## mult1 – Multiplication (easy version) Write a program that reads three numbers and prints their product. Your program should read from the standard input and print to the standard output. The standard input and output devices are usually the keyboard and screen of a command line session. Here are a few example sessions:

``````\$ ./mult1
3 7 1
21

\$ ./mult1
234 321 999
75038886
``````

### Input and output

Input consists of a single line with three natural numbers x, y and z where 0 ≤ x, y, z ≤ 999.

The output should contain a single line with an integer w where w = x × y × z.

#### Example input 1

``````3 7 1
``````

#### Example output 1

``````21
``````

#### Example input 2

``````234 321 999
``````

#### Example output 2

``````75038886
``````

### The `mult` function

For a full score, in addition to producing the correct output, the program should be implemented using a `mult` function that takes three integers as arguments and returns an integer. Please refer to the information for the chosen language:

• C prototype: `int mult(int x, int y, int z);`
• Python definition: `def mult(x,y,z):`
• Haskell type: `mult :: Int -> Int -> Int -> Int`
• C++ prototype: `int mult(int x, int y, int z);`
• C# definition: `public static int Mult(int x, int y, int z)` inside a class `Program`
• Java definition: `public static int mult(int x, int y, int z)` inside a public class `Mult`
• JavaScript definition: `function mult(x, y, z)`
• Lua definition: `function mult(x, y, z)`
• Ruby definition: `def mult(x,y,z)`

The `mult` function should not print anything. It should just perform the computation and return an integer. The function and input/output processing must exist in the same program. Create a single submission with the function and main program. If you’re confused, try earning a partial score first.

Specifically for this exercise when using Python, JavaScript, Lua or Ruby, avoid using `sys.exit()`, `process.exit()`, `os.exit()` or `exit`, as your program is appended with some extra assertions in one of the test sets.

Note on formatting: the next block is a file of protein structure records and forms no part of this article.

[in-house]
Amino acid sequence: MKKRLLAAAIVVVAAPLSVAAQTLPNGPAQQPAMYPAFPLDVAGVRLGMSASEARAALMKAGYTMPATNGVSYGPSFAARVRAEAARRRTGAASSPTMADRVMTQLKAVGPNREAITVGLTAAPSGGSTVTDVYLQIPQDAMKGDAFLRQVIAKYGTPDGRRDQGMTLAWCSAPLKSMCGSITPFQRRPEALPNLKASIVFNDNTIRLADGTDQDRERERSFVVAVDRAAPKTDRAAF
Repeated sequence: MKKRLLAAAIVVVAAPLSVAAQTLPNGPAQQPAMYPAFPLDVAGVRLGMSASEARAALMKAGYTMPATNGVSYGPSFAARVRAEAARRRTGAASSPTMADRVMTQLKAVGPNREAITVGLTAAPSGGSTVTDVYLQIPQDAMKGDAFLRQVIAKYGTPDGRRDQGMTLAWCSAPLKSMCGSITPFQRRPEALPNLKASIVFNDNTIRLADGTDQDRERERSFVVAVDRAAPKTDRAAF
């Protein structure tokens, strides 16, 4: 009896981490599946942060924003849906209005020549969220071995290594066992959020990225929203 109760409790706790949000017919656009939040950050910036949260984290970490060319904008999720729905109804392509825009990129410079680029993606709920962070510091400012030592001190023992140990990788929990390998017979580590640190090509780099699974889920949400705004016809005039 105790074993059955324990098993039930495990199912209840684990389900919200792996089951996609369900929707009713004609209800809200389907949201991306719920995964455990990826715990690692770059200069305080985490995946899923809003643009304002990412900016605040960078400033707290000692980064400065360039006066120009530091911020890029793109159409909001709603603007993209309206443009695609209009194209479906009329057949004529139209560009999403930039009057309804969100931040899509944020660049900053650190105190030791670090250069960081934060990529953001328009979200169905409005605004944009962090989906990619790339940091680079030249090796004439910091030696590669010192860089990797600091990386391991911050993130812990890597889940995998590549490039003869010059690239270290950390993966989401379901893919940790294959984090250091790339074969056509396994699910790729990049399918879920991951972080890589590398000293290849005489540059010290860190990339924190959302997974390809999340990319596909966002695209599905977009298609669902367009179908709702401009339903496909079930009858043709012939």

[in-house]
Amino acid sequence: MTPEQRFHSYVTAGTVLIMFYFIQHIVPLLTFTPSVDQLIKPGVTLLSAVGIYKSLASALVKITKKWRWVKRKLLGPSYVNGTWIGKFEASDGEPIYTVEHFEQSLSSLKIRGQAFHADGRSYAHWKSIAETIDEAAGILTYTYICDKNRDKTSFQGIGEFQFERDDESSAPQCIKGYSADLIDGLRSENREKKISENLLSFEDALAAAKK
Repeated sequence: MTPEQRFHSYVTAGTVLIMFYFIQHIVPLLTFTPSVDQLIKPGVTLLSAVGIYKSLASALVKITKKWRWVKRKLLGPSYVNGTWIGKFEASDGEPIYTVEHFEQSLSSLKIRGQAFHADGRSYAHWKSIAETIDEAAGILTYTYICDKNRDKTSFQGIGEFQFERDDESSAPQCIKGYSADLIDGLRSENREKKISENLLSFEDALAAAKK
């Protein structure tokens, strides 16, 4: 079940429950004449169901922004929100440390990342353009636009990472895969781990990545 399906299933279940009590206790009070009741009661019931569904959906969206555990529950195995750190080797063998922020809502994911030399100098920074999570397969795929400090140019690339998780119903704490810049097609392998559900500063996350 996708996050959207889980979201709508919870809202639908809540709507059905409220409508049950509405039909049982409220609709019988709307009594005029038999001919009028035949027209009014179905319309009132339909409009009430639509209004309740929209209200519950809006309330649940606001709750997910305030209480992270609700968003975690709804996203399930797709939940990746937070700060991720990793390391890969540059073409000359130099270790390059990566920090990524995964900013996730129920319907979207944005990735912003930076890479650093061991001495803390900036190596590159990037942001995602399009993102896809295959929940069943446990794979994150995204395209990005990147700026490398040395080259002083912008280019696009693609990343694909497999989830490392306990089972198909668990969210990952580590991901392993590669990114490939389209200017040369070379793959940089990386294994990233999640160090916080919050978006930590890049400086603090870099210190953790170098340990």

### Scoring

• 2/12: produces the correct product for the above examples in an incorrect format
• 4/12: produces the correct product for the above examples in the correct format
• 8/12: produces the correct product for other examples
• 12/12: implements the `mult` function

### Hints

1. Automated judge: Keep in mind that when your program is submitted it will not be run by a human but instead by an automated judge. Instructions should be followed exactly or the judge will not give you a full score.

Your program should not print messages like `Please type three numbers:` or `Their product is 10.` Instead, just print the resulting number followed by a line break as in the example output.

2. Exit immediately: Your program should print the addition result then exit immediately. Do not use `system("pause")`, `sleep(1)` or anything of sorts.

3. Redirecting input: On most systems (Windows / Linux / OS X), it is possible to redirect the standard input and output of your program to files, like so:

``````\$ ./mult1 <inputfile.txt >outputfile.txt
``````

If you create a plain text file with the “example input”, the above command should produce a plain text file with the “example output”.

4. Windows users: On Windows, you should not use `./` to run a program in the current directory, do instead:

`````` C:\> mult1.exe
12 21 2
504
``````
5. Easier exercises: If you have difficulty with this exercise, try the add1 exercise first.